An exceptionally well written, impressively informative, and inherently fascinating read from first page to last. ― Midwest Book Review
The breathtaking photographs that illustrate this book, in concert with essays that describe all that is happening underfoot and beyond the horizon to unravel this beauty, make A Thousand Trails Home gut-wrenching in its impact. -- Richard Adams Carey ― Wall Street Journal
Beautifully written and deeply introspective, A Thousand Trails Home may be the book Kantner has been aiming his powers at all along, a masterwork only he could deliver. -- Nancy Lord ― Anchorage Daily News
…his own personal story…reads as the adventure Jack London and Jon Krakauer wished they had lived ― Booklist Starred review
A Thousand Trails Home is a labor of love that advocates for more balanced ways of treating caribou and protecting the amazing Alaskan wilderness. ― Foreword Reviews
Readers will gain a new appreciation of these magnificent ruminants through Kantner’s sharply focused eyes. ― Kirkus Reviews
A Thousand Trails Home is a literary tour de force that reaffirms Seth Kantner’s place as one of Alaska’s premier writers. An amalgam of intimate autobiography and impeccable nature writing, Kantner’s luminous prose transports the reader to a timeless world, shaped by great waves of hooves and antlers. -- Nick Jans ― author of A Wolf Called Romeo
Seth Kantner is the most interesting person and the finest writer I know. I savor his writing as I have savored the work of Annie Proulx and John McPhee. Nature is not landscape or subject matter for him; it is sustenance, literal and emotional. He doesn’t just write what he knows; he writes what he lives and breathes. This book is extraordinary. -- Mary Roach ― author of Stiff, Gulp, and Grunt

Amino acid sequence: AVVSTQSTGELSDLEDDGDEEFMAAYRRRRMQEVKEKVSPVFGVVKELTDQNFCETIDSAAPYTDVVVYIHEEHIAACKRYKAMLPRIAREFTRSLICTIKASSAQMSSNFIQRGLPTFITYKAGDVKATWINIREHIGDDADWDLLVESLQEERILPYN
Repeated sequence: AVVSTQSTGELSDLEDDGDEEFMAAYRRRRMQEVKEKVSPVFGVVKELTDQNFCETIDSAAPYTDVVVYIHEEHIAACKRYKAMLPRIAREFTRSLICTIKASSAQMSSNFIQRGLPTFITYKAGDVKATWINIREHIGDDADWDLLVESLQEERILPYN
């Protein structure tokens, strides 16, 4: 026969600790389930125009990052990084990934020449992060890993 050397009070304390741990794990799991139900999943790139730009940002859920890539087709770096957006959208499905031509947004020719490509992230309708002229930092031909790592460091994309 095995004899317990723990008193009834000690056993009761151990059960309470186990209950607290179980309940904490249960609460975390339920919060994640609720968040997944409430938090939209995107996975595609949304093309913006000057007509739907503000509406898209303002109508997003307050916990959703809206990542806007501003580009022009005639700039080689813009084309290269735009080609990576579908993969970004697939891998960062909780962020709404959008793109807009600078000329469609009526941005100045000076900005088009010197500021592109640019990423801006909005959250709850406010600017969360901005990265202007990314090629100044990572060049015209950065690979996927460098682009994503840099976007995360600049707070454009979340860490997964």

Beloved Alaskan author Seth Kantner has written his magnum opus. A Thousand Trails Home is an inspiring and important book about Alaskan culture, biology, philosophy, history--and love for the creature at the heart of life on the tundra. Through deft storytelling and exquisite, gut-wrenching prose, Kantner shows us how caribou might be the ultimate harbinger of what is to come for humanity if we can’t slow down and learn from the land, the elders, and those animals on whom our very existence depends. -- Don Rearden ― author of The Raven’s Gift
A Thousand Trails Home is both an intimate memoir of a family who made their home above the Arctic Circle, and a well-observed natural history of the caribou they hunted and consumed. Seth Kantner has become an important Alaskan writer with a singular voice--a humble and exacting observer of a world he is privileged to have experienced. The result is extraordinary. -- John Straley ― poet and author of the Cecil Younger Mysteries
A Thousand Trails Home is a book of supernal majesty, a book to break and restore your heart. Seth Kantner’s devotion to the living pulse and unity of the skein of wonder that is the Alaskan wilderness haunts and inspires me. -- Louise Erdrich ― author of The Night Watchman
Through a series of narratives, author Kantner unveils a life that revolves around the wilds of Northwest Arctic and the twice yearly migration of caribou. It’s about a life of subsistence – a life that had sustained native Alaskans, the Inupiat, for centuries. The hunting of caribou was central to their existence, and consequently there are frequent depictions of hunting in this book. But it is also about changes over the last decades – social, political, technological – which have altered the lifestyles of those who live there. It’s a book filled with wild passion and love of place that will keep you absorbed well into the night. ― National Outdoor Book Award Judges